WSU students, faculty and staff looking for additional funding to help a project reach its utmost potential have another opportunity to galvanize a group of university supporters.
The third Cougar Cage event is set to take place May 10 in Seattle. Cougar Cage is a semi-annual event where members of the Palouse Club – a group of WSU alumni from the Puget Sound region dedicated to supporting WSU’s success – evaluate projects and provide funding to the most outstanding pitches.
“The idea of Cougar Cage is to create an avenue for exceptional members of the WSU community to receive additional financial support while simultaneously providing a way for some of our most ardent supports to directly impact the work that happens at campuses across the system,” WSU President Kirk Schulz said. “I’m excited to see this program continue to grow and present opportunities for more and more Cougs.”
Since its inception, a dozen projects have received funding through Cougar Cage events totaling nearly $425,000. These projects range from cancer research in Tasmanian devils to creating a tool that can rapidly grow cancer-fighting T-cells. Palouse Club members have guaranteed funding for at least three projects with support ranging from $5,000 to $50,000.
The deadline for those interested in submitting proposals for Cougar Cage is April 15. Proposals must include a roster of presenters, a description of the project, an impact assessment or prospective return on investment, a cost analysis, and a simple budget. Projects that are selected will receive one-time funding.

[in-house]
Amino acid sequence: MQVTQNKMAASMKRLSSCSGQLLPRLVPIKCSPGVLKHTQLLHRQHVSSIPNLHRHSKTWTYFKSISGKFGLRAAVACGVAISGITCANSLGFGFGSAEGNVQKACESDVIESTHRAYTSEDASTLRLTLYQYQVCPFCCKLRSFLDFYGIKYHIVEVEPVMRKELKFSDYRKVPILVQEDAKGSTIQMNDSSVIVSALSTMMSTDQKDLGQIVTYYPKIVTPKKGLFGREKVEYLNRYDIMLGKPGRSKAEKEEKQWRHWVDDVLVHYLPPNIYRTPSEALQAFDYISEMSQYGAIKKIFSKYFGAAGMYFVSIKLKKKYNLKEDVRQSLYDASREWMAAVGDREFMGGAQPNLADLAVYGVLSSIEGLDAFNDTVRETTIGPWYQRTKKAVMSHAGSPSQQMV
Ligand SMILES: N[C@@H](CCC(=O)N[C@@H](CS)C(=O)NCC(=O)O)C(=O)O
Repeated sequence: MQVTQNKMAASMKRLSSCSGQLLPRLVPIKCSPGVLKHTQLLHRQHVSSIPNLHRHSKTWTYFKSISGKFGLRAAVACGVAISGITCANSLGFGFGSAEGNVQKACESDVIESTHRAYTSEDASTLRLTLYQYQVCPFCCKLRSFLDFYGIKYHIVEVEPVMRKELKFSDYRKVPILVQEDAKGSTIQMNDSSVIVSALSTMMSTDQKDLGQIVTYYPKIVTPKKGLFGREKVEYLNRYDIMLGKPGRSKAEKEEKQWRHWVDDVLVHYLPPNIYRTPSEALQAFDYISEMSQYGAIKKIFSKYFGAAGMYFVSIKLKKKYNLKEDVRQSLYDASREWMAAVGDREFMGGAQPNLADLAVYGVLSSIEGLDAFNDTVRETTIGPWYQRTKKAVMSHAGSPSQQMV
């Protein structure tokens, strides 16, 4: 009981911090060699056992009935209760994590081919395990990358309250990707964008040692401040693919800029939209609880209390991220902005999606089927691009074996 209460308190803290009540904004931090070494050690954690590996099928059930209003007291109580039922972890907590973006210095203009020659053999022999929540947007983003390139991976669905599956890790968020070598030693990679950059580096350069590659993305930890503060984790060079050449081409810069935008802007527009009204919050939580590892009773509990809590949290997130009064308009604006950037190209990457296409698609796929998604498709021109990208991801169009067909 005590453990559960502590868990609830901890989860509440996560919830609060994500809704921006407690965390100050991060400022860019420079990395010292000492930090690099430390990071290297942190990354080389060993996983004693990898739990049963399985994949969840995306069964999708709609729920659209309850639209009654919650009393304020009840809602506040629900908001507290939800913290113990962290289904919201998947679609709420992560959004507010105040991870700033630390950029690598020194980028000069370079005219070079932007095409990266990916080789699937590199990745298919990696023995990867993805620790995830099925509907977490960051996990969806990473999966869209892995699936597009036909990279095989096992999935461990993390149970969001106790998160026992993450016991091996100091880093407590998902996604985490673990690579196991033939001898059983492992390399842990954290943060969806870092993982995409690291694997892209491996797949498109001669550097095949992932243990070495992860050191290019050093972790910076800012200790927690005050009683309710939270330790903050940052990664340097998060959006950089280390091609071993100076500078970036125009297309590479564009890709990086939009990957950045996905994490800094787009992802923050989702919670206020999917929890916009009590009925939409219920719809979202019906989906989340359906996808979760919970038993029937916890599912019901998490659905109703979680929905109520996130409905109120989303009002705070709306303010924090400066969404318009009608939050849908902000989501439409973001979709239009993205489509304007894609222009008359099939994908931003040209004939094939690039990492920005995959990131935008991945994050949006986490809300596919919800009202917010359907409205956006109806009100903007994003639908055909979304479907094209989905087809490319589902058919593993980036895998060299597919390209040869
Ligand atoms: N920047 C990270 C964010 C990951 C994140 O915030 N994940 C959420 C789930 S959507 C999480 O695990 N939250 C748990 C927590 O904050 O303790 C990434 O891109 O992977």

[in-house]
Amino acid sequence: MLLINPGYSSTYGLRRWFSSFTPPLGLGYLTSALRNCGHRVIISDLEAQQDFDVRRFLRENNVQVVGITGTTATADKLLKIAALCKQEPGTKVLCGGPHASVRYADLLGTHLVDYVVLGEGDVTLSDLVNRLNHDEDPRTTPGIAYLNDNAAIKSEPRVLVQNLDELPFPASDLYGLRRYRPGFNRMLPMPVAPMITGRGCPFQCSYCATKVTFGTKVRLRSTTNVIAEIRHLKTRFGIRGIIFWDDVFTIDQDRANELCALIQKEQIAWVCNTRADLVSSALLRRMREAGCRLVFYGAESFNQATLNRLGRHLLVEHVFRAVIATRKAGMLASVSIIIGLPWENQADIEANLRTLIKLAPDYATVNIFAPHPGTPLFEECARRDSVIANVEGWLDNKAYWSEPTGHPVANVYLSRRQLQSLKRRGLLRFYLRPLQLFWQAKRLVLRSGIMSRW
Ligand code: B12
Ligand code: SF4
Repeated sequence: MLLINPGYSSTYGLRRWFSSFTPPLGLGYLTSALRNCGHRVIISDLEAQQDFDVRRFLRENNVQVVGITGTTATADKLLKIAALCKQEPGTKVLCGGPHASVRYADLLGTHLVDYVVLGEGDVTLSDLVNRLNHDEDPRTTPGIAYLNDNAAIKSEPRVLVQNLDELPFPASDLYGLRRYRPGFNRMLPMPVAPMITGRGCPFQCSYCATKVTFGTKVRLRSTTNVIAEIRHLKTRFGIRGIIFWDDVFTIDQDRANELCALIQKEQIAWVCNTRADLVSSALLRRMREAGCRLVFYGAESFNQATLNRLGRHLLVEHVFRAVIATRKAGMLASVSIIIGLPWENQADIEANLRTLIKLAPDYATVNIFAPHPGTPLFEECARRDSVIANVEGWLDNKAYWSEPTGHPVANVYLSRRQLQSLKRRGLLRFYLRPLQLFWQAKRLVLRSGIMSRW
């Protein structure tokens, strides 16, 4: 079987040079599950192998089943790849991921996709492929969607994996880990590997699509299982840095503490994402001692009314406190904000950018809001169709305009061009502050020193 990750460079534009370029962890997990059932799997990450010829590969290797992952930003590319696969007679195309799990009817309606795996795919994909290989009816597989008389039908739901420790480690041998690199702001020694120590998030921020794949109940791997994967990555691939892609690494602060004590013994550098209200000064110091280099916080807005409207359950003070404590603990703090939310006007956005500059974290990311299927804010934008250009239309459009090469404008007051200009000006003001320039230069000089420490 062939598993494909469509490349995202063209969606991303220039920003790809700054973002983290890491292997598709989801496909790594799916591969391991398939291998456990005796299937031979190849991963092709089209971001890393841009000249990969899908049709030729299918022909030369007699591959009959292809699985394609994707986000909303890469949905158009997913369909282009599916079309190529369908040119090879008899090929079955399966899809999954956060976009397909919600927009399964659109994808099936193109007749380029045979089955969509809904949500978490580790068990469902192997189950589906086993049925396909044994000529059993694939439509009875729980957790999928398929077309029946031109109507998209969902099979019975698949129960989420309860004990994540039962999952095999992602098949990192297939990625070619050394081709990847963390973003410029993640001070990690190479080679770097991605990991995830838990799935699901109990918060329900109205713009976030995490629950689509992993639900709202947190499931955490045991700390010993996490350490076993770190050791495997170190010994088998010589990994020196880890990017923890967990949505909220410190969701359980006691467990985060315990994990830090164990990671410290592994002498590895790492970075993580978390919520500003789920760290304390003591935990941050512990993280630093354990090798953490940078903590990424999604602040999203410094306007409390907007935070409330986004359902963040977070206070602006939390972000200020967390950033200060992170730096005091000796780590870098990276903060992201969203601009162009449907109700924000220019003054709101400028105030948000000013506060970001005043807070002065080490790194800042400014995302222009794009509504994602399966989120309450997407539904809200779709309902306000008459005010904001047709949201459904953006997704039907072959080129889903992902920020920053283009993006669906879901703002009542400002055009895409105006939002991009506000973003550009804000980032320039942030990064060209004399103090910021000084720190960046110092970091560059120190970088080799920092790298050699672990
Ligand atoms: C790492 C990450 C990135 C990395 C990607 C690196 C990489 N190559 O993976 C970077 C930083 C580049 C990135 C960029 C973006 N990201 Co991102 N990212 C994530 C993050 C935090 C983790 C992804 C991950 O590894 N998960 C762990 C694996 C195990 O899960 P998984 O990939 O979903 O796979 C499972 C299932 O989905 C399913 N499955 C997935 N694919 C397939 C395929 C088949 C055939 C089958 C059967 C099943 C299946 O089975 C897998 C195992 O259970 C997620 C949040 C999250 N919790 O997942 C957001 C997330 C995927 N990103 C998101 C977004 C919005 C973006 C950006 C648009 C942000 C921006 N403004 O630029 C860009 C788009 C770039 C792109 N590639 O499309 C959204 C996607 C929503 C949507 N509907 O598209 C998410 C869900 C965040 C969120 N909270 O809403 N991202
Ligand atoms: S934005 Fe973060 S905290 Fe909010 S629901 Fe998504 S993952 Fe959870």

Projects that advance WSU’s efforts to be a world-leader in a particular field or those efforts that aim to have a transformative impact are particularly of interest to members of the Palouse Club. Also of interest are projects that could bring additional revenue to the university after being spun off into their own business or licensed technology.
Purchasing research equipment or materials, supporting scholarships, upgrading existing classroom or lab spaces or small renovations to make a space more function are among the costs eligible for funding.
Funding proposals are whittled down through the review process until a dozen are selected for evaluation by Schulz and Vice President for Advancement Mike Connell. Six proposals are selected to go before the Palouse Club as part of the Cougar Cage.
Presenters whose projects are selected to go before the Palouse Club in May will receive travel support to attend the event in Seattle. Proposals and questions can be submitted to the WSU Advancement Principal Giving Team at email@example.com.